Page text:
3. I believe that we are all sons and daughters of God, not just one person. Our problem is that we don’t realize it. I certainly agree with you that it is counterproductive to damn people for things that they do. I’m not so sure that governments created religions; it would seem to be the other way around: religions became governments. At least, that was what happened to the Roman Catholic and Eastern Orthodox churches, as well as the Muslim faith and even Judaism, for example. In any event, the result is the same: some people were kept in power and most other people were suppressed. Fortunately, the days of the Roman Catholic Pope controlling the leaders of the nations outright is gone, although it’s true that in Western Europe and North America, many of the laws of various nations still have a basis in Christianity.

    My thought on the various religions is this: they exist because the Creator is vast and multifaceted. No one religion here on earth can encompass a complete understanding of God. And no one person, while in physical form, can understand the whole of God. Religions are basically different understandings of God, and each religion attracts to it those who are in tune with a particular understanding. Since I believe in reincarnation, my own understanding is that Souls come back to earth again and again, in different bodies, different genders and races, and are born into different religious communities. We all have a chance, during our various lifetimes on earth to experience many and various types of spiritual teachings.

    I think that there have been many Souls through the ages who have agreed to be teachers, and Jesus was one of these. He’s no more a child of God than I am, and although he had some important things to teach people, his teachings are no better and no worse than those of other prophets of God. There is room for teachers as wayshowers in this lifetime, and if you look around, you will see many. In fact, we can all be teachers to others in some respect. However, I do agree that worshiping the teacher is counterproductive. Ultimately, we must progress to the point where we can sustain our own true relationship with the Creator. –Linda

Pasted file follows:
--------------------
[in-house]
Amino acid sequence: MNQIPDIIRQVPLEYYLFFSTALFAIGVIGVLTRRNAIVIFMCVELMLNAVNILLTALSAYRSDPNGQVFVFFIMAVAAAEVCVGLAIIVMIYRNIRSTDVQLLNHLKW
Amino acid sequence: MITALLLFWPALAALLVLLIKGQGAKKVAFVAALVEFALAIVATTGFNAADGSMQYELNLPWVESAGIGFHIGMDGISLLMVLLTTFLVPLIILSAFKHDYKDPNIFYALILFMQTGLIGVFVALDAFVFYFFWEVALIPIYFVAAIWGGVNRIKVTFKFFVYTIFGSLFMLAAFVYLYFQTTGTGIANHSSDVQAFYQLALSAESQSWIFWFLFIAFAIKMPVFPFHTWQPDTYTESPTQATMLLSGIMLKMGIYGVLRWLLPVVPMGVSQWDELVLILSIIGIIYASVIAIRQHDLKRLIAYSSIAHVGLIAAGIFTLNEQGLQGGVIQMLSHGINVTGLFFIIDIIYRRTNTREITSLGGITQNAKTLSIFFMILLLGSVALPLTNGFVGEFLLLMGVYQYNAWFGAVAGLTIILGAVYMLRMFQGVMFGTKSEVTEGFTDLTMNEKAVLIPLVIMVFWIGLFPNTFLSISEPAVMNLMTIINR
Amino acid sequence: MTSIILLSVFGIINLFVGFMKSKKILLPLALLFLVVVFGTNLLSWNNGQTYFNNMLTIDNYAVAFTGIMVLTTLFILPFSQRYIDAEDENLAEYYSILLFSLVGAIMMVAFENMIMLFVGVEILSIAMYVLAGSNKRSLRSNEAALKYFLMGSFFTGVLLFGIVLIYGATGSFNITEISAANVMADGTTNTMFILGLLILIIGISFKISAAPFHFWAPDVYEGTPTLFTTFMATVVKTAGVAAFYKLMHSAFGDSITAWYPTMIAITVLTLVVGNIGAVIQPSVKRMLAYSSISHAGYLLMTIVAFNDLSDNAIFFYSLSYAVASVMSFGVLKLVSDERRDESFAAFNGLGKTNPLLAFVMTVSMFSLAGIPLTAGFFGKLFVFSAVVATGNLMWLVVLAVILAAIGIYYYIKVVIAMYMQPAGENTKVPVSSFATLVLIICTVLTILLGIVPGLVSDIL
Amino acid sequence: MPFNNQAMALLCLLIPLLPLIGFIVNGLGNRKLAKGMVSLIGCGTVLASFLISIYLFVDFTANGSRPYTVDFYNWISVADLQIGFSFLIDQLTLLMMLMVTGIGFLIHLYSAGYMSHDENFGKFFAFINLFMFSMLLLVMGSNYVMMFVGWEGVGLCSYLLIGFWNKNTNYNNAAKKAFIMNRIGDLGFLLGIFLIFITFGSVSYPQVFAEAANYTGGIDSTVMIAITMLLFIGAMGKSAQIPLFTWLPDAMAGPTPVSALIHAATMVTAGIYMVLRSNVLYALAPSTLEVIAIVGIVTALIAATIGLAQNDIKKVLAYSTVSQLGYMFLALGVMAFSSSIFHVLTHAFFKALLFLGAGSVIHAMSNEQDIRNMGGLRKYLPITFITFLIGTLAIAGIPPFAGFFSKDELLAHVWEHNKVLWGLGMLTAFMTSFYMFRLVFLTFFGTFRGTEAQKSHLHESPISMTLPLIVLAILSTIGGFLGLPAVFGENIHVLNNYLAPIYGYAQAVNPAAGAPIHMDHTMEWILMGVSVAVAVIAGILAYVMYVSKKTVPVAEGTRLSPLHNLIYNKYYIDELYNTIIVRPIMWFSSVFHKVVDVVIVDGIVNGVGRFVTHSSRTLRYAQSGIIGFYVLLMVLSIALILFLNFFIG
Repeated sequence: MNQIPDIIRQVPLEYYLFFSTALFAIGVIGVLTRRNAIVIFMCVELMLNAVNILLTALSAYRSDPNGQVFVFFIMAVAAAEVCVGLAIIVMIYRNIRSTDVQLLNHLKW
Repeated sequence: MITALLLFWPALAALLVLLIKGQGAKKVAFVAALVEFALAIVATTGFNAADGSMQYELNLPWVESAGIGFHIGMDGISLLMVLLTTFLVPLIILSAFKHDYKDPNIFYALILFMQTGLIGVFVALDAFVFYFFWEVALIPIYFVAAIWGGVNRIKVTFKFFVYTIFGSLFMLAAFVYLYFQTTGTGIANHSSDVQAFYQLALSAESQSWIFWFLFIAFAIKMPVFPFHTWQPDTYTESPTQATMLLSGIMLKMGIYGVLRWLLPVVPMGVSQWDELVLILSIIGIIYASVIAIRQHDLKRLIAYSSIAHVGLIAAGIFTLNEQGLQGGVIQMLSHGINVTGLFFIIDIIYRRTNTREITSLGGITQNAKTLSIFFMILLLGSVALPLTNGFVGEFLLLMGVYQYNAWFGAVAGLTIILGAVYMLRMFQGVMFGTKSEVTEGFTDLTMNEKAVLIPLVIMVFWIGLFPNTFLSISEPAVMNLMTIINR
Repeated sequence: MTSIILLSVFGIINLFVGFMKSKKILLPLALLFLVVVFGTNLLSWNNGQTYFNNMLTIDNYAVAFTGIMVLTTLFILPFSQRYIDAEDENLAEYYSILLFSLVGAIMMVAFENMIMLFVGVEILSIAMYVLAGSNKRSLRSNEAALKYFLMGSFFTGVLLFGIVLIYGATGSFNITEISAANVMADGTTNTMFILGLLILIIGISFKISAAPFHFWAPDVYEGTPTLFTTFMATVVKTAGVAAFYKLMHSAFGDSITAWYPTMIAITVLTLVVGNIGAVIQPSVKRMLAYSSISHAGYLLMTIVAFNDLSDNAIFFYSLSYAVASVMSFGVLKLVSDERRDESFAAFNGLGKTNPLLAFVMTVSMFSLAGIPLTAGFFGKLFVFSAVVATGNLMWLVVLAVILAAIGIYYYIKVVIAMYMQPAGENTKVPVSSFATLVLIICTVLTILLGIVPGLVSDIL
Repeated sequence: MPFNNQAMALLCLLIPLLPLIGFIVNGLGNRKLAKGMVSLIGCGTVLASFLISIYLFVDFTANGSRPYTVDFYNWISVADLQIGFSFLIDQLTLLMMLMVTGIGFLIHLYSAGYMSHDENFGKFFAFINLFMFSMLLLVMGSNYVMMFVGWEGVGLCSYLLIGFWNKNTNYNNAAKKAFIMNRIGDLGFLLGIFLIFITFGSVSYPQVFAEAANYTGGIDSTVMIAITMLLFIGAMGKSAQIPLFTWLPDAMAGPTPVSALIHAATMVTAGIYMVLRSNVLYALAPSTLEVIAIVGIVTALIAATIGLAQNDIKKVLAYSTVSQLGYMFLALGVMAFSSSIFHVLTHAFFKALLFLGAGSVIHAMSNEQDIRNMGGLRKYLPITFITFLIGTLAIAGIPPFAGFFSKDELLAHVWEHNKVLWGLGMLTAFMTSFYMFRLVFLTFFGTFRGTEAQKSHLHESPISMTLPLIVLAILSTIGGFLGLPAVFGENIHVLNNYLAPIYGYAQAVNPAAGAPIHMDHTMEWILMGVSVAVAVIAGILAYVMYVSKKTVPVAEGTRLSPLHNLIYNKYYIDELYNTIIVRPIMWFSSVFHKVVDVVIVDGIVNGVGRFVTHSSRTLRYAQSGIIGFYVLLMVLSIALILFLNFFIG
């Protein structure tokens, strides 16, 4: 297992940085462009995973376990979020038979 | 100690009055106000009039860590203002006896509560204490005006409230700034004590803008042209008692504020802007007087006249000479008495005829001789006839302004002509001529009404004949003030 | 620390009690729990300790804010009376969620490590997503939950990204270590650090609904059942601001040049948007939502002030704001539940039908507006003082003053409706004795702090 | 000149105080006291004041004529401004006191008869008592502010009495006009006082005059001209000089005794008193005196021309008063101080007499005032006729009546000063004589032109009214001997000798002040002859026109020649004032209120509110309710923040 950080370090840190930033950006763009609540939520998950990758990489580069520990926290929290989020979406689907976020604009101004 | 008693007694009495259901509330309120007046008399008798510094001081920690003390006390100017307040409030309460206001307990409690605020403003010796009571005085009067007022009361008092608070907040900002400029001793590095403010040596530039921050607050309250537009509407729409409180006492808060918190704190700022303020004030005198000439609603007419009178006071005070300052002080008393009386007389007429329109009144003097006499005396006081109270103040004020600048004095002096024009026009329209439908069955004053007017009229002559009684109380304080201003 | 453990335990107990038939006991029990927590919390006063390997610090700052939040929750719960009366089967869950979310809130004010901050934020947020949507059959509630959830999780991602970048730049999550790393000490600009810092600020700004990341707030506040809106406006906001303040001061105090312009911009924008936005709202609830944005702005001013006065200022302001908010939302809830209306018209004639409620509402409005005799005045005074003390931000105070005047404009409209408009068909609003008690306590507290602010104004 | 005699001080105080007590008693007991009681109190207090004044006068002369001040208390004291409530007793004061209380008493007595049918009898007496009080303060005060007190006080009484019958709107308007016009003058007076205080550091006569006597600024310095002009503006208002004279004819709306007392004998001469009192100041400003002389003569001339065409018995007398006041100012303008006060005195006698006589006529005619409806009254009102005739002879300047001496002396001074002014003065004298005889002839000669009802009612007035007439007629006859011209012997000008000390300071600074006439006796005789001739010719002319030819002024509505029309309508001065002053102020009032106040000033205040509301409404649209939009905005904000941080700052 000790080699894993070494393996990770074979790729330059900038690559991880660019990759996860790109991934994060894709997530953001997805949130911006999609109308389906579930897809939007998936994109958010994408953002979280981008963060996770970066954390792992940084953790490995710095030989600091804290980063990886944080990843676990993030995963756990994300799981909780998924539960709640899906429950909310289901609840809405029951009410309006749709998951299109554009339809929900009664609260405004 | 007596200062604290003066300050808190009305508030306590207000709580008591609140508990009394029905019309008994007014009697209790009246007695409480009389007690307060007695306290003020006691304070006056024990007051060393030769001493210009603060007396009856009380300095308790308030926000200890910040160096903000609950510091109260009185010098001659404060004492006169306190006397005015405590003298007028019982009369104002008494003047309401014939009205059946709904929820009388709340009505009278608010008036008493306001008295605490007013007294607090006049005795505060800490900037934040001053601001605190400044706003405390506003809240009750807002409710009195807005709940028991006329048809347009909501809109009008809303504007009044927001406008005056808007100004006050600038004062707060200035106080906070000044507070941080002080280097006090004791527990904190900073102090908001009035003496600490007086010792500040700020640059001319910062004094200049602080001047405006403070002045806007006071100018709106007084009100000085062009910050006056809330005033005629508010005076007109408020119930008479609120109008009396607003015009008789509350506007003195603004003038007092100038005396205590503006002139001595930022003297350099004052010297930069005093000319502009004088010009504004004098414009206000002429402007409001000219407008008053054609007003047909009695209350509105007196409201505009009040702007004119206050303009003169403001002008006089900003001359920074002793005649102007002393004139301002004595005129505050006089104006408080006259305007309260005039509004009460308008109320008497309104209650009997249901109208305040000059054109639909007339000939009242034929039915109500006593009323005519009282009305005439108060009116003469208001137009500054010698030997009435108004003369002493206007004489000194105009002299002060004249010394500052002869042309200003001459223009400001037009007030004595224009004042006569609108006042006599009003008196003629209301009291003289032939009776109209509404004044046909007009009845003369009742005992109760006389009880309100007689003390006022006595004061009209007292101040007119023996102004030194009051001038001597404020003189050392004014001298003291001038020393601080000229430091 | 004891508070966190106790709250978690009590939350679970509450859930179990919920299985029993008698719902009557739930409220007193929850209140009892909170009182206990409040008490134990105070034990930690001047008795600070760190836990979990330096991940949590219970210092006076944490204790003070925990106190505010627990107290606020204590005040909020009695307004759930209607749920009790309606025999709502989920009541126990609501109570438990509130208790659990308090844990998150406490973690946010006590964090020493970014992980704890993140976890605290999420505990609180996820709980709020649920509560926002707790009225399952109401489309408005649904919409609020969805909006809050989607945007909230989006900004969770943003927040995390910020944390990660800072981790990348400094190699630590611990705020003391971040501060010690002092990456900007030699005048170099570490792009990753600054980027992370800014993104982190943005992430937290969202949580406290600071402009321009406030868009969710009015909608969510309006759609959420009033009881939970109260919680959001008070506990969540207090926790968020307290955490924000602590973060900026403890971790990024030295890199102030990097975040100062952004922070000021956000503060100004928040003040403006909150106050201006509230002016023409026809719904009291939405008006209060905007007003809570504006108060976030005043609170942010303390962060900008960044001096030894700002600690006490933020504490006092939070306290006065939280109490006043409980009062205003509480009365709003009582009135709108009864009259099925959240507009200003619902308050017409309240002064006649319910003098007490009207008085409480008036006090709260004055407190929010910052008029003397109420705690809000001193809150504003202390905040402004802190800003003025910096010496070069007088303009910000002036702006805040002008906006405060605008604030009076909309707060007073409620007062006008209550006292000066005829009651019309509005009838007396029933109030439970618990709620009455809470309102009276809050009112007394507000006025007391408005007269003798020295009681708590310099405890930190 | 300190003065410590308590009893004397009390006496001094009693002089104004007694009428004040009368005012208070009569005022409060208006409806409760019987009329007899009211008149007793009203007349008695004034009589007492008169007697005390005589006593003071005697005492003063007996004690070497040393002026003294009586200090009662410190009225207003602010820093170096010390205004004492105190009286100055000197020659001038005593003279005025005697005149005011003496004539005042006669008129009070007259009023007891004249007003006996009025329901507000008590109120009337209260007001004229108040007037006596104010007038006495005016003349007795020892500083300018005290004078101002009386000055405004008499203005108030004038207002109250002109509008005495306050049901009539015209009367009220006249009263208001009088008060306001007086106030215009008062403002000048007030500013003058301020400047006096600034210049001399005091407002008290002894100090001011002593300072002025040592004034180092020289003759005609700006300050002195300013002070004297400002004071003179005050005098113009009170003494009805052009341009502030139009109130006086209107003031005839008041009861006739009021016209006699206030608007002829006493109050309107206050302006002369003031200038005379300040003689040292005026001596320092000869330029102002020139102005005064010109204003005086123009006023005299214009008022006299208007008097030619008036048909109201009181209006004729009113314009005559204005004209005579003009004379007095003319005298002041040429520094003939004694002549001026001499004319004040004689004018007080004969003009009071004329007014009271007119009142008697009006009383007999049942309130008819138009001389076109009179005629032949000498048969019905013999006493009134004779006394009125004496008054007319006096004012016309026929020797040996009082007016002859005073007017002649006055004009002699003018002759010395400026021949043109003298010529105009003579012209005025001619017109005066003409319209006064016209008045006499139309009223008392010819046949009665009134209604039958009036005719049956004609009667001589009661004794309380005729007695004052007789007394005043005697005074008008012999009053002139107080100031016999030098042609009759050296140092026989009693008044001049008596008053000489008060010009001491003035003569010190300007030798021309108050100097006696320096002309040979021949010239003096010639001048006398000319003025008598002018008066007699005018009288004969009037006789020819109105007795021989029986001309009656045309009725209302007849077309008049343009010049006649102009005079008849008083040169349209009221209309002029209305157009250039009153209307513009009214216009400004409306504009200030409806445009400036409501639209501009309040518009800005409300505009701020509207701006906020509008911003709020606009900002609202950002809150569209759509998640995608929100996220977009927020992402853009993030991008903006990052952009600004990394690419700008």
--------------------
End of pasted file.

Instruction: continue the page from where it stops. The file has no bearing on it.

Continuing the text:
4. I felt like I wrote this, what are we going to call our common or similar belief, or what’s it already called?

  5. Hi, John. I’m glad you were able to identify with this post. I suspect there are a LOT of people who feel as we do, but who are afraid to speak up, for one reason or another. Most people who have a strong faith in / knowledge of God, but who don’t belong to any particular religion, will say that they are “spiritual, but not religious.” As a matter of fact, I think this label probably also applies to some people who identify nominally as “Christian” but who are not so sure about each and every belief listed in their church’s statement of faith. What we all have in common is a desire to form our own opinions based on our experiences, and to create and individual and personal relationship with Divine Spirit that cannot be regulated by anyone else. – Linda

  6. Josie Alyvia